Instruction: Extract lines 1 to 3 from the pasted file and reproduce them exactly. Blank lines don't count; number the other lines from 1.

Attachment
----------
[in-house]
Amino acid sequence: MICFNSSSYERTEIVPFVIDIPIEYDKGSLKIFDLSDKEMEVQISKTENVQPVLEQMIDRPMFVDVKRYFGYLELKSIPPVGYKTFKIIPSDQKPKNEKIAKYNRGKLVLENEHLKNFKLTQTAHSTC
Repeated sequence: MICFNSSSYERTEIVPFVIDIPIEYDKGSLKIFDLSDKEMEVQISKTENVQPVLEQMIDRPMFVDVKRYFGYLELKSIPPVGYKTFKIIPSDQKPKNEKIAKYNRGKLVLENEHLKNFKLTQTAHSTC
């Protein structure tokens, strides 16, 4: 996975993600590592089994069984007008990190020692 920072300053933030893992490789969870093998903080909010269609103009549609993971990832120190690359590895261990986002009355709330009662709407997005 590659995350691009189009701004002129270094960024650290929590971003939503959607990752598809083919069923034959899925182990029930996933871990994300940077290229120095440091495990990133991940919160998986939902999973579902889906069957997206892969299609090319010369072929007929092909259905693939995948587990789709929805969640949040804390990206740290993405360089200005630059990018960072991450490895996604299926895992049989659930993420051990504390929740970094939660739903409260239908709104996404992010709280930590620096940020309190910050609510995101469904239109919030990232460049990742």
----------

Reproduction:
[in-house]
Amino acid sequence: MICFNSSSYERTEIVPFVIDIPIEYDKGSLKIFDLSDKEMEVQISKTENVQPVLEQMIDRPMFVDVKRYFGYLELKSIPPVGYKTFKIIPSDQKPKNEKIAKYNRGKLVLENEHLKNFKLTQTAHSTC
Repeated sequence: MICFNSSSYERTEIVPFVIDIPIEYDKGSLKIFDLSDKEMEVQISKTENVQPVLEQMIDRPMFVDVKRYFGYLELKSIPPVGYKTFKIIPSDQKPKNEKIAKYNRGKLVLENEHLKNFKLTQTAHSTC